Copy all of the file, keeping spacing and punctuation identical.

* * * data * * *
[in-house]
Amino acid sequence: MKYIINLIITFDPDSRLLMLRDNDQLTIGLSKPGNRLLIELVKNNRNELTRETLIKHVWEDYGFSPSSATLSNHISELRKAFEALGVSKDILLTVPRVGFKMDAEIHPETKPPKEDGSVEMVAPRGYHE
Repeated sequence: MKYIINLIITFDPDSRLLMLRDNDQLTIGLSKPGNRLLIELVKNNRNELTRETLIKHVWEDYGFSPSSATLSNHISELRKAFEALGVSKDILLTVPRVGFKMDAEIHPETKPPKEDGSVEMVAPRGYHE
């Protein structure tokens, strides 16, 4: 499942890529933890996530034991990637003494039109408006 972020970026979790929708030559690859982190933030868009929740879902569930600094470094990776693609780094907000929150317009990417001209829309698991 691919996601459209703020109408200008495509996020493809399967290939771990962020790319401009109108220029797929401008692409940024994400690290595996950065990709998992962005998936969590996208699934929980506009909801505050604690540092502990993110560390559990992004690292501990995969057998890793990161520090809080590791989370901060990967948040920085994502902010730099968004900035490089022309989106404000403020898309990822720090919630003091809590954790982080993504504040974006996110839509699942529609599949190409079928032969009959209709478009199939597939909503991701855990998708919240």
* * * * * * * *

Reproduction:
[in-house]
Amino acid sequence: MKYIINLIITFDPDSRLLMLRDNDQLTIGLSKPGNRLLIELVKNNRNELTRETLIKHVWEDYGFSPSSATLSNHISELRKAFEALGVSKDILLTVPRVGFKMDAEIHPETKPPKEDGSVEMVAPRGYHE
Repeated sequence: MKYIINLIITFDPDSRLLMLRDNDQLTIGLSKPGNRLLIELVKNNRNELTRETLIKHVWEDYGFSPSSATLSNHISELRKAFEALGVSKDILLTVPRVGFKMDAEIHPETKPPKEDGSVEMVAPRGYHE
């Protein structure tokens, strides 16, 4: 499942890529933890996530034991990637003494039109408006 972020970026979790929708030559690859982190933030868009929740879902569930600094470094990776693609780094907000929150317009990417001209829309698991 691919996601459209703020109408200008495509996020493809399967290939771990962020790319401009109108220029797929401008692409940024994400690290595996950065990709998992962005998936969590996208699934929980506009909801505050604690540092502990993110560390559990992004690292501990995969057998890793990161520090809080590791989370901060990967948040920085994502902010730099968004900035490089022309989106404000403020898309990822720090919630003091809590954790982080993504504040974006996110839509699942529609599949190409079928032969009959209709478009199939597939909503991701855990998708919240």